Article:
Policing costs are putting upward pressure on property taxes, and city councillors are considering spending on more RCMP officers and civilian staff members. (News Bulletin file photo)

Policing costs are putting upward pressure on property taxes, and city councillors are considering spending on more RCMP officers and civilian staff members. (News Bulletin file photo)

Policing costs adding up in City of Nanaimo’s budgeting process

Potential tax increase now at about 4.1%, councillors still deciding on numerous budget line items

The City of Nanaimo’s projected property tax increase has gone up a little as the budgeting process continues.

At a finance and audit meeting Wednesday, Nov. 10, city staff and councillors went over line items in the budget and made a series of decisions that have brought the projected tax increase up from 3.4 per cent to about 4.1 per cent.

The increase is almost wholly due to the city receiving more information about federal RCMP contract implications and discovering that an additional $1.16 million will be required in 2022. As well, city wages and benefits are also going up by about $93,000 more than financial staff previously reported. Those added expenses were partly offset by casino revenue coming in at $153,000 more than expected.

City councillors heard business cases for another 10 line items that could further bump up the tax increase. Two more were related to policing: a request to hire four more RCMP bike team members specifically to work downtown, and a request for at least four civilian staff positions to support RCMP. The bike patrol members would add 0.43 per cent to the property tax increase and the other RCMP staff positions would add at least 0.26 per cent.

Supt. Lisa Fletcher, Nanaimo RCMP detachment commander, said she’s worked the bike patrol and said it’s rewarding to see the changes that can come when there is a “dedicated team who know the individuals … within the downtown areas so that we have a consistent approach.”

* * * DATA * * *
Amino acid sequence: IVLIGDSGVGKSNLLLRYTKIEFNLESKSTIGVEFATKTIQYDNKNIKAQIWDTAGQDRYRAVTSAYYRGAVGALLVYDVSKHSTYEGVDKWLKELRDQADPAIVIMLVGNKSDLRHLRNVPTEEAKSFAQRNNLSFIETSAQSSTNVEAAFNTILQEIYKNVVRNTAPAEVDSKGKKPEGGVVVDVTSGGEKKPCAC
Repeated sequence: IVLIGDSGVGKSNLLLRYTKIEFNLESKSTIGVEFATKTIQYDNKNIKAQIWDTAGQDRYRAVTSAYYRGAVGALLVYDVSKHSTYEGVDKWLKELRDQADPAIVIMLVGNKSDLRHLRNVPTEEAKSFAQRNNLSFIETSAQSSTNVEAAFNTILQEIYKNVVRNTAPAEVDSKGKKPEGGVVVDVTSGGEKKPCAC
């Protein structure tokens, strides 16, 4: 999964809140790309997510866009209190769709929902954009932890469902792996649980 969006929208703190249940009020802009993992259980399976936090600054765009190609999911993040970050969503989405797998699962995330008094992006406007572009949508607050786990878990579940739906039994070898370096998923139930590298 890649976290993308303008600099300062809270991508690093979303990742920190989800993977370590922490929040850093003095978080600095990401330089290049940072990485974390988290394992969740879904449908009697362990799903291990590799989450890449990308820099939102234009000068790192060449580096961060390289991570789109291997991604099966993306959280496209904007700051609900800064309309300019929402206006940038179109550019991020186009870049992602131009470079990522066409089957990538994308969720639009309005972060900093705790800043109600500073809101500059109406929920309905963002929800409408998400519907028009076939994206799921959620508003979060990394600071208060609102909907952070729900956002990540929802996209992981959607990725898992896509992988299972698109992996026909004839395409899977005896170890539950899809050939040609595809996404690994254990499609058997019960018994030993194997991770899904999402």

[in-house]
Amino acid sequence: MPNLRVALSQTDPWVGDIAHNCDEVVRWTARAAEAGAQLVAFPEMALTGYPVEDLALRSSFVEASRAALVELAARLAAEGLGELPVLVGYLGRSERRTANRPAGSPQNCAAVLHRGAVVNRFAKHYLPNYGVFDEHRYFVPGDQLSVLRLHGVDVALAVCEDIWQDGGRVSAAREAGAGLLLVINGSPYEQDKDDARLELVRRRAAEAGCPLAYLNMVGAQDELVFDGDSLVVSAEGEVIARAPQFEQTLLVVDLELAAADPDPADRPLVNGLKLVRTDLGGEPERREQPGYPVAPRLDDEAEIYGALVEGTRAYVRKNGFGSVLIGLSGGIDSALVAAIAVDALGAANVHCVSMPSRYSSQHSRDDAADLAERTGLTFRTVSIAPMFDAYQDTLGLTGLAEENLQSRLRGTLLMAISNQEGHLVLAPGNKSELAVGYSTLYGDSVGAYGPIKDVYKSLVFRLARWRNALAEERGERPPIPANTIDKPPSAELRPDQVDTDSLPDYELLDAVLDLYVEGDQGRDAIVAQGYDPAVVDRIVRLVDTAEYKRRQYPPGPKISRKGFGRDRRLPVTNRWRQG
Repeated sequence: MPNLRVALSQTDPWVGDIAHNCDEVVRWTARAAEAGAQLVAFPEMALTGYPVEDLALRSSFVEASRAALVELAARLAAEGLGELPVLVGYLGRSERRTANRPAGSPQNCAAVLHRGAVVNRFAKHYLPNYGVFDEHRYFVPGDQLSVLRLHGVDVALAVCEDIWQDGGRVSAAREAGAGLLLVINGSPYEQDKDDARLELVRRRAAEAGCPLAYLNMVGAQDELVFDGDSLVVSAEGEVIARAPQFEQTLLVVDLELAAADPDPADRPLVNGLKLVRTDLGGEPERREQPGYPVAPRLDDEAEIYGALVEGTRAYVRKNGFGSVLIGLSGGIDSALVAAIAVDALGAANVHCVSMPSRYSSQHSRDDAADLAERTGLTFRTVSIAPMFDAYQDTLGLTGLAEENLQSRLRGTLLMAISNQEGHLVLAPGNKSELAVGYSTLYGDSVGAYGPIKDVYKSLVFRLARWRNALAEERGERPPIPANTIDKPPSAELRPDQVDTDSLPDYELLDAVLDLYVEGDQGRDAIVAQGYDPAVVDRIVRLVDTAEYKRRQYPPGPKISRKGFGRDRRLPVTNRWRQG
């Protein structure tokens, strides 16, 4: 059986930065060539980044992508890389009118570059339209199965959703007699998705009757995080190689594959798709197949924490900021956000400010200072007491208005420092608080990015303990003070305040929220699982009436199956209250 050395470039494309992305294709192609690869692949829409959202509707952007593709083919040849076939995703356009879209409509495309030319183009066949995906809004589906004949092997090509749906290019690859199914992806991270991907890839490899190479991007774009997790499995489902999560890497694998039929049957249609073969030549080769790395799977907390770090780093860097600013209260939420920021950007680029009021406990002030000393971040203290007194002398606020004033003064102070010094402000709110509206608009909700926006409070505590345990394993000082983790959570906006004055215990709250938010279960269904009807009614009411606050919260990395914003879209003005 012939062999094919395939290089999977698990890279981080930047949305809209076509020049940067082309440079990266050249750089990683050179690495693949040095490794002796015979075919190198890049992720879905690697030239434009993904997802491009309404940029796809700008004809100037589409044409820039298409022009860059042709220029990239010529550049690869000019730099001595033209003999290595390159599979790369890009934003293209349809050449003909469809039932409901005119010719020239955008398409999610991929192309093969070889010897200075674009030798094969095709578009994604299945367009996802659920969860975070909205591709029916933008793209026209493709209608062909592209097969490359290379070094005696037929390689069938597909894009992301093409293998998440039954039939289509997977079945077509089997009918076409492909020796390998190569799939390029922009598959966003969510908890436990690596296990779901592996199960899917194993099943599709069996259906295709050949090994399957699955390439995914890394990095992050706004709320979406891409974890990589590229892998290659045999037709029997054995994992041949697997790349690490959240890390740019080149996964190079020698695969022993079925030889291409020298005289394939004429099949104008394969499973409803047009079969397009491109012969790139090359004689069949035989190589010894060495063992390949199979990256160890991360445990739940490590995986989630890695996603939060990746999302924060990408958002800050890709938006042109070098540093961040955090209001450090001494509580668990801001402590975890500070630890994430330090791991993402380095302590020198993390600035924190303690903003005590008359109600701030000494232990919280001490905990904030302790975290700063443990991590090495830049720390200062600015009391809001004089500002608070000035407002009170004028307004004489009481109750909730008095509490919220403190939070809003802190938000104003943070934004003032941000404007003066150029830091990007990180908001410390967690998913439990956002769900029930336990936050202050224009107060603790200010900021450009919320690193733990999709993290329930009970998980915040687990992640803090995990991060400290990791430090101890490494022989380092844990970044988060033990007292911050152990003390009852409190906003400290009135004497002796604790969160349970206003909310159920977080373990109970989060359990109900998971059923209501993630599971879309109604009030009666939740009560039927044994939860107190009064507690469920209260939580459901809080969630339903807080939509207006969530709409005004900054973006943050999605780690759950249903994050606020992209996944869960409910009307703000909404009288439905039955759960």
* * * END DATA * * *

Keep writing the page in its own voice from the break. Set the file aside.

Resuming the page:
Asked about possible redeployment of officers, Fletcher said she would commit to keeping new bike patrol officers in that role for at least two years.

“I would like to see what happens if we do an invested project where we can measure it and see the end result and my hope would be that actually shows the true need and the benefit of it,” Fletcher said.

Councillors didn’t commit to the new bike team members, but Coun. Sheryl Armstrong said Nanaimo RCMP is “severely under-resourced” and Mayor Leonard Krog said the decision “speaks to everything that’s important about our downtown and ensuring prosperity for that part of our community and security for our citizens.”

As for the other RCMP staff positions, Fletcher said Nanaimo RCMP officers average more than double the number of case files compared to their counterparts on municipal police forces, and are “way above” the provincial average. She said RCMP members doing administrative work isn’t a cost-effective strategy when municipal staff can do the work better and more efficiently.

The next-most-costly line item discussed at Wednesday’s budget meeting was an aquatics plan that could result in a tax increase of 0.21-0.4 per cent. Parks and recreation director Lynn Wark said the city’s Reimagine Nanaimo strategic planning process has indicated residents want more aquatic services.

“They’d like to see more lessons, more programs, more services at waterfront,” she said. “So that’s what came from the community – in order for us to provide more, we need to right-size our operation right now so that we can actually handle properly what we’re currently offering.”

As an example, she said hiring more lifeguards for pool decks will mean head lifeguards can take on more leadership and mentorship duties.

A handful of other staff positions were discussed, including a manager of financial services and special projects. Jake Rudolph, city chief administrative officer, said the finance department is still rebuilding the staff complement that existed before 2017.

“What I’m observing is a department of managers that are working, at times, a lot of extra hours and doing a lot of management, but it’s harder to do the leadership and the strategic thinking,” he said.

The finance committee made two recommendations that nudged the tax increase down from 4.3 per cent to closer to 4.1 per cent. By hiring a manager for Nanaimo Fire Rescue’s Vancouver Island Emergency Response Academy, the city believes it can generate enough revenue to cover the cost of the position and even bring property taxes down 0.09 per cent. Nanaimo Fire Chief Tim Doyle said the academy has grown to the point at which his department’s relatively small training division can’t keep running it off the side of a desk, or else both the academy and NFR training will suffer.

The finance committee also recommended reducing the city’s snow and ice removal budget from $975,000 to $880,000 to decrease taxes another 0.08 per cent. Councillors Tyler Brown and Ian Thorpe were opposed.

The committee did not get through all the items on its agenda, and will make more budgeting decisions at a meeting Nov. 17. Before that, there is an e-town hall meeting Nov. 15 when members of the public will be invited to ask questions or provide input into the financial planning process.

RELATED: City of Nanaimo begins budgeting with 3.4% tax increase as starting point



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